Friday, February 18, 2011

Cutting doesn't have to be complicated

Cutting the federal budget is a complicated project - so complicated that our President isn't even attempting it.

There are many long, well-written posts out there about what strategy to adopt, how much cutting is appropiate and how to balance the needs of our nation.

This isn't one of them. It's much more simplistic.

Cut the entire Department of Homeland Security - all of it. That would be a savings of more than $37 billion, instead of the proposed increase it's getting.

No, that's not a huge portion of the budget. I understand that, but waste is waste and if you want more painless targets, how about cutting the TSA budget back to what it was a decade ago and putting Bruce Schneier in charge? How about closing down the Department of Agriculture? How about eliminating the U.S. Department of Education and redirecting half of the money to the state education departments and pocketing the rest? In all of these, we save money and lose nothing.

It's true, the real cuts need to come from non-discretionary spending like Medicare and Social Security and our military spending needs a Civil War-style battlefield amputation, but in the meantime we should make the minor cuts we can.


  1. Wow. Cut the Department of Agriculture? DHS? DOE? I realize the federal bureaucracy has its issues, but cutting entire departments is just plain ridiculous. These departments have many important functions that can only be handled by the federal government. You are oversimplifying the issue by thinking the answer is delegate all the power of these cabinets to the states. State governments just can't be expected to be handed a pile of responsibilities and a wod of cash.

    And you correctly point out that the real crux of the issue is not discretionary spending. How about social security or medicare/medicaid reform? How about drastic cuts in defense spending? How about no more unilateral nation building in the middle east? This is what is driving up the federal deficit/national debt, not the DoEd, DOA or even DHS.

    What about cost controls on health care in Medicaid/Medicare? That would save a ton of money. However, the first mention of cost control and conservatives make a fuss. In fact, the lack of cost controls is the only way major health care bills have been able to pass at both the state and national level. My personal opinion is that if you are not serious about some way of reducing overall health care costs, then you are not yet serious about the deficit/debt... because health care costs (and social security) is the single largest threat to our overall fiscal security.

  2. "our military spending needs a Civil War-style battlefield amputation"

    Tee hee!

  3. Health care cost controls? Health care cost controls are part of what has made medical technology and drugs so expensive. The only place in the world left to get a return on billions in R&D is the US.

    Cost controls here would drive research into extinction. Why develop new things at a tremendous cost when there is no money to be made afterwords?

  4. I hesitate to post this because I don't want to come off as a fawning Michael fanboy...but when you agree with someone...
    So here goes,
    Hartwell for president 2012

  5. Anon, you're right that this is just the low-hanging fruit. The real cuts will require major trade-offs. This is just a short list of cuts without tradeoffs. I didn't mention DHS, but as for the Department of Education, if we lost the federal department we would lose:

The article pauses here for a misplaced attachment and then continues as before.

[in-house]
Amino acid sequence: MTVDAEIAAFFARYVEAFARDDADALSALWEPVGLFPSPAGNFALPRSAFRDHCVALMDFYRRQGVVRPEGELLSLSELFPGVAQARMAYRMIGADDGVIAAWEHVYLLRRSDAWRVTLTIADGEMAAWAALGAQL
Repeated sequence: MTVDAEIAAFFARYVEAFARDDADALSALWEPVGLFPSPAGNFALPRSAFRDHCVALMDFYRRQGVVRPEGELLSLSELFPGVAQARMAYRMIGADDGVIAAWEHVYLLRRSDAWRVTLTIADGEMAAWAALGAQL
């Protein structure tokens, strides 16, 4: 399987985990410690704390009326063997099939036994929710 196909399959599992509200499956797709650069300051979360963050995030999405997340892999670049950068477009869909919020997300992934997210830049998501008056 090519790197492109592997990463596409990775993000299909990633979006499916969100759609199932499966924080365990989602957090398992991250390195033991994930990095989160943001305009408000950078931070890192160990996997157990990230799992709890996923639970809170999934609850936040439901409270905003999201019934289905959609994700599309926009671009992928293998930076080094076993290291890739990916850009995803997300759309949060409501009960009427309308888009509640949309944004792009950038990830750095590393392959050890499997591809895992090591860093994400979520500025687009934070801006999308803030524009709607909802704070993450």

Teaching to the test
    No Child Left Behind
    Federal guidance

    Losing those things would be a benefit, not a cost.

    And Abner, thank you for the kind words, but I won't be old enough to qualify until 2015.

  6. ...if we lost the federal department (of Education) we would lose:

    - The current system for establishing policies on federal financial aid for education, and distributing as well as monitoring those funds.

    - National mechanisms for collecting data on America's schools and disseminating research.

    - The federal promotion of fitness and healthy eating for school kids.

    - Leveraging national resources to ensure schools have access to healthier foods. ( and more significant promotion of physical activity to combat obesity.

    - The means to disseminate vaccines and continuity of operations plans during epidemics such as H1N1.

    And is Federal Guidance so bad? I mean, without Federal guidance every school in Texas would be teaching creationism in biology class. Or if they are already, we'd be removing the means to change that.

    Don't get me wrong, you know that I know that things need to change, especially "No Child Left Behind," Standards testing, etc... But I don't think completely aborting the dept. of Ed is the way to go.

  7. oops... I neglected to delete the redundancy on fitness/food.

  8. I can see vaccines and other medical operations finding another way in. Same goes for data collection. As for creationism, I don't think it would change a thing.

    I don't see much success through the programs that try stop childhood obesity and clean up school lunches. I don't think the federal ones are working. I can't see anything to say depends on federal support, as it involves a lot of Maine-based organizations.

  9. Perhaps - but it's not enough to simply slash it. There are important roles that are being filled by the Dept of Ed. and a good plan would either actively seek out and establish alternatives or maintain the aspects that work - not cut it off and hope for the best.